FMI about Lucius, Rabbit and Michael, please visit

Tuesday, April 6, 2010

Tuesday Spotlight: Jessica Andersen

Who is your favorite hero so far in the Nightkeeper books?

I love each of them for different reasons, truly.

The first book of the series, Nightkeepers, introduces almost all of the characters who will be in the nine-book series arc (each book stands alone as a romance, but they’re tied together in the overall save-the-world story). Because there are so many characters are on the page, I worked to make them very different from each other, each with distinct flaws and virtues.

The hero of Nightkeepers, Strike, is a reluctant king who has to grow into his responsibilities … and in the process falls for a woman the gods have chosen as their next sacrifice.

In the second book of the series, Dawnkeepers, shapeshifter Nate struggles against the idea of predestiny, refusing to let the gods define his life.

I think perhaps the sexiest hero is Michael, the hero of Skykeepers. He’s very dark, very dangerous, and very hooked in to his own sensuality.

But for me, perhaps one of the most lovable characters is Lucius, the hero of Demonkeepers. He’s my ‘nerd that roared’ character; he’s not the biggest or strongest, and he doesn’t even have true magic (at least not at first), but he’s always wanted to be a hero.

But when demonic possession and a twist of magic leaves him with the powers of a prophet and he becomes the swashbuckling, magic-wielding Indiana Jones he’s always wanted to be, he quickly realizes that being a Nightkeeper isn’t the solution to all his problems … it’s the start of a whole new set of them!

I love watching him grow into the hero he’s always wanted to be, even though he makes some really Big Mistakes along the way.

Then again, ask me the same question in a few months, and I’ll probably say that Brandt or Dez are my new favorite heroes. Part of my writing process is falling in love with each of these guys, and loving who they become with their heroines :-)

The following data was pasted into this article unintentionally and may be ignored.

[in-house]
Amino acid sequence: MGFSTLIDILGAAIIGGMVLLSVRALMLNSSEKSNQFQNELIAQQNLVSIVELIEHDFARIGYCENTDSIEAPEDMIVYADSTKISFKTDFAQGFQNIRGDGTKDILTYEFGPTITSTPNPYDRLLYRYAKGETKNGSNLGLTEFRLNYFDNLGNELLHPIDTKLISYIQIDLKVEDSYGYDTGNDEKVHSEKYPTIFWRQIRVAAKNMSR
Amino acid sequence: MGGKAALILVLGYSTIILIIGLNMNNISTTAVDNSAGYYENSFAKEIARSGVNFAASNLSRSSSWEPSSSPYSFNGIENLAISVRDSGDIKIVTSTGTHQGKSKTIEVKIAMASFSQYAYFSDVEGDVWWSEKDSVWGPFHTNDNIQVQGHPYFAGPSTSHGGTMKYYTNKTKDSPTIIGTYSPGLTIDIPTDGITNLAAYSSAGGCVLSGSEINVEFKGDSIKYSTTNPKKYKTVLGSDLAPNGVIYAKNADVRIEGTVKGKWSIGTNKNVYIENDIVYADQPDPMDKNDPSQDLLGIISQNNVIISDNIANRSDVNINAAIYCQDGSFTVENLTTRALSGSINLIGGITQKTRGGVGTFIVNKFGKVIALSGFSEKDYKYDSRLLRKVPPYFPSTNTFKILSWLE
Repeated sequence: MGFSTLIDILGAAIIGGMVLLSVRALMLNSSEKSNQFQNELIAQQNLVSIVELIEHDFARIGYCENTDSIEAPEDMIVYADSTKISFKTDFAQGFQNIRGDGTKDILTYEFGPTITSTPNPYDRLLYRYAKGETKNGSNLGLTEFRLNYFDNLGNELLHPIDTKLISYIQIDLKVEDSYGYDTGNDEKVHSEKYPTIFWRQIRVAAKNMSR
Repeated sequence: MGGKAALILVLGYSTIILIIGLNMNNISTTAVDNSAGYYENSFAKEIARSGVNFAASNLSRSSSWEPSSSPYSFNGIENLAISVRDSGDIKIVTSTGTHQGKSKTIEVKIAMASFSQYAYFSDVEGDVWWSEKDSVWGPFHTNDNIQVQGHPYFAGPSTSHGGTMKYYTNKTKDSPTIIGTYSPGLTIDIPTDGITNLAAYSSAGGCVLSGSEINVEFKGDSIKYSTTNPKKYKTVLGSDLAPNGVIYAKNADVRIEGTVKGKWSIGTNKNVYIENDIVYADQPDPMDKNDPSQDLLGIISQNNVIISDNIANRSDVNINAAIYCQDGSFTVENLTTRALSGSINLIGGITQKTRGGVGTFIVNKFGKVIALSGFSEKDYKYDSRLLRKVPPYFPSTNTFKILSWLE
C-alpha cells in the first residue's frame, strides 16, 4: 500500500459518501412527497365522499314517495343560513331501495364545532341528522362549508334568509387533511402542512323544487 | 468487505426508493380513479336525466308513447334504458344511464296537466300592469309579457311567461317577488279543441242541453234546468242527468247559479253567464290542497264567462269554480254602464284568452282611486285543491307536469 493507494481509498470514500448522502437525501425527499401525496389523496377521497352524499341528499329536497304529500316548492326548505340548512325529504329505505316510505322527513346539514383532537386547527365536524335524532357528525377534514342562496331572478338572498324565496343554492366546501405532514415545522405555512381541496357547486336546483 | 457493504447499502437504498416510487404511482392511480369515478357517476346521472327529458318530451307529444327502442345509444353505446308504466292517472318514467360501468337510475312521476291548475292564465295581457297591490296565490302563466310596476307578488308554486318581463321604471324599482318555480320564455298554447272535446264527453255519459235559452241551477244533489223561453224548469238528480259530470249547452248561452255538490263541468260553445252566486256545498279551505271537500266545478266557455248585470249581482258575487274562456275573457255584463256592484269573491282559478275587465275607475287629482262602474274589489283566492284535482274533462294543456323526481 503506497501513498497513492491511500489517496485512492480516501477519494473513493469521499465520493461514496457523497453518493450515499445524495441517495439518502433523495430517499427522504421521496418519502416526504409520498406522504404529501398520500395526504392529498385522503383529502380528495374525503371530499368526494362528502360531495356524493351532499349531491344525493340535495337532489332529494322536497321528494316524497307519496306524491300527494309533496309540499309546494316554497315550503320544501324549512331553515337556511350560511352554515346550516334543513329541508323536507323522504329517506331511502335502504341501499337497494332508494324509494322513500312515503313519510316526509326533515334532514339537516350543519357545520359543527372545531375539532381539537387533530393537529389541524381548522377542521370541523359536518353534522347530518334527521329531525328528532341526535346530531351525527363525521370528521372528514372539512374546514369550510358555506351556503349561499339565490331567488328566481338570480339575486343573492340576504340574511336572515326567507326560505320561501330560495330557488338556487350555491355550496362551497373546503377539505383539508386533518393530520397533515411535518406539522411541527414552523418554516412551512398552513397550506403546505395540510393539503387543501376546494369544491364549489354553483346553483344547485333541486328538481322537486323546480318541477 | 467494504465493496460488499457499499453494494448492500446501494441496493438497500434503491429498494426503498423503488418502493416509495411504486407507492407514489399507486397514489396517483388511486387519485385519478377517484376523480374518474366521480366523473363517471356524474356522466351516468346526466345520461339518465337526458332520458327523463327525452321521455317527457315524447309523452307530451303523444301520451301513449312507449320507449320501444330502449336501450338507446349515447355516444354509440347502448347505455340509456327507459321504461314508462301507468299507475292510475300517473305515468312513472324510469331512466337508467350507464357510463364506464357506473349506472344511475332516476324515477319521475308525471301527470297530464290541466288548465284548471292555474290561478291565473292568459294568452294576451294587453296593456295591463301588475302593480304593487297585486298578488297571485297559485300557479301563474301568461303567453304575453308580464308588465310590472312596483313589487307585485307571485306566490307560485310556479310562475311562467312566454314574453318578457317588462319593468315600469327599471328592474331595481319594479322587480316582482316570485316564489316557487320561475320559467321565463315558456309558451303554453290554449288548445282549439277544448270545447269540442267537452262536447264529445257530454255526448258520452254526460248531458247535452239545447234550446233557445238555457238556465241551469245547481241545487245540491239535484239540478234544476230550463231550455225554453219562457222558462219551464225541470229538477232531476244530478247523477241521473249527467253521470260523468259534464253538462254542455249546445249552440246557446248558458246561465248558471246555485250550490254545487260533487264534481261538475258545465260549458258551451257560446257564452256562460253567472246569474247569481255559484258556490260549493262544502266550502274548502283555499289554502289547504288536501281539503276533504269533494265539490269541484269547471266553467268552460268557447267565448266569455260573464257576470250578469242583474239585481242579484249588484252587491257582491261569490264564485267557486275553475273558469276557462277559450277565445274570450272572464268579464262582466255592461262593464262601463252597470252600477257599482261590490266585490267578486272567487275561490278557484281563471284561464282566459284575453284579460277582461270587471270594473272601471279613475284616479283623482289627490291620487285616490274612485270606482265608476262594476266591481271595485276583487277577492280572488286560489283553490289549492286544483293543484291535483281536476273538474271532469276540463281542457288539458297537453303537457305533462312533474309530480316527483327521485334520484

For more info on the Nightkeepers, please visit

Monday, April 5, 2010

Monday Spotlight: Jessica Andersen

Why write a series about the Mayan 2012 Doomsday?

I’m a huge fan of books and movies that have lots of action and romance in them, but are spiced up with interesting factoids that I didn’t already know (National Treasure, DaVinci Code, etc.).

So when I came across a reference to the end of the Mayan calendar in 2012, I immediately saw the potential for a high-action, high-intensity series based on a mythology that hasn’t been done to death in the paranormal romance and urban fantasy markets.

Part of my fascination comes from having spent time down in the Yucatan as a kid. My parents would pull me out of school for a few weeks every spring (much to my teachers’ relief, I suspect) and we would go investigate the ruins, which were in the process of being restored at the time.

They’re far more regulated and tourist-ified now, but back then, ruin ratting was a total Indiana Jones, creep-through-the-collapsing-tunnel experience. I try to bring that excitement and wonder to the books.

The Nightkeepers are fighting the rise of ancient demons who were banished from the earth many millennia ago. But at the same time, they were raised among us, so they’re also dealing with the disconnect between modern life and some of the things the old prophecies require them to do in order to defend mankind in the years leading up to the 2012 doomsday.

For me, it’s really interesting to blend archaeology and 2012 cosmology into sexy urban fantasies. I’m writing the kind of books I love to read, but can’t always find on the shelves!

That’s especially the case for my newest release, Demonkeepers, which is about an Indiana Jones wannabe who never quite measures up until a twist of magic brings him powers beyond belief … and reunites him with Jade, the one-night stand he never forgot.

FMI about the series and Demonkeepers, please visit